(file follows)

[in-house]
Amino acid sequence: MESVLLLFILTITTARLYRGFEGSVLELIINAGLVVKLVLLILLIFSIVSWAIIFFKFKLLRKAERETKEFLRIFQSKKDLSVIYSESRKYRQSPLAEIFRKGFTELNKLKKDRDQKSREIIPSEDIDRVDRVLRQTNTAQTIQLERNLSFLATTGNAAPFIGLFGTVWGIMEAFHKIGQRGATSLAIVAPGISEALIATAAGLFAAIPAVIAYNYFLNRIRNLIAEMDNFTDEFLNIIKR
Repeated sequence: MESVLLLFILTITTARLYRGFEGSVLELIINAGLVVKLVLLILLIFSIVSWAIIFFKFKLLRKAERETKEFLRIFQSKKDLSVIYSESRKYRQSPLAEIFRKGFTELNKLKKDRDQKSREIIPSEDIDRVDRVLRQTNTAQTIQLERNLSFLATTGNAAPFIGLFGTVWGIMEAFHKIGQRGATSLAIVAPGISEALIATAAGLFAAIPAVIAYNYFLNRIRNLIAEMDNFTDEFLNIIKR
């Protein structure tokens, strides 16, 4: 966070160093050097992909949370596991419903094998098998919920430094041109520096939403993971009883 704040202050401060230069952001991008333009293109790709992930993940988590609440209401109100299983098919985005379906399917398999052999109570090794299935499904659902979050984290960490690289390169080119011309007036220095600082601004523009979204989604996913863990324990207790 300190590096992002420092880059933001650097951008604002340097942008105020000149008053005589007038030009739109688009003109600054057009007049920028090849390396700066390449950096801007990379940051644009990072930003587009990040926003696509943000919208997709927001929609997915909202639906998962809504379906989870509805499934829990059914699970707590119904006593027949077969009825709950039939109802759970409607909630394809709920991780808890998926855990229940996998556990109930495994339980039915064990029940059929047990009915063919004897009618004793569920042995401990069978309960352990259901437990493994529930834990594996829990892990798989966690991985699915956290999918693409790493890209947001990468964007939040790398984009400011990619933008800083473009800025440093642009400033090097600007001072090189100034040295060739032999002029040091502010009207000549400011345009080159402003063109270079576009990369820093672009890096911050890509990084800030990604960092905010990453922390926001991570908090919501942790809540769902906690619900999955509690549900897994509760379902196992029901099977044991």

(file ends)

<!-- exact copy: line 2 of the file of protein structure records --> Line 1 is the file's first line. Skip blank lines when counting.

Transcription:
Amino acid sequence: MESVLLLFILTITTARLYRGFEGSVLELIINAGLVVKLVLLILLIFSIVSWAIIFFKFKLLRKAERETKEFLRIFQSKKDLSVIYSESRKYRQSPLAEIFRKGFTELNKLKKDRDQKSREIIPSEDIDRVDRVLRQTNTAQTIQLERNLSFLATTGNAAPFIGLFGTVWGIMEAFHKIGQRGATSLAIVAPGISEALIATAAGLFAAIPAVIAYNYFLNRIRNLIAEMDNFTDEFLNIIKR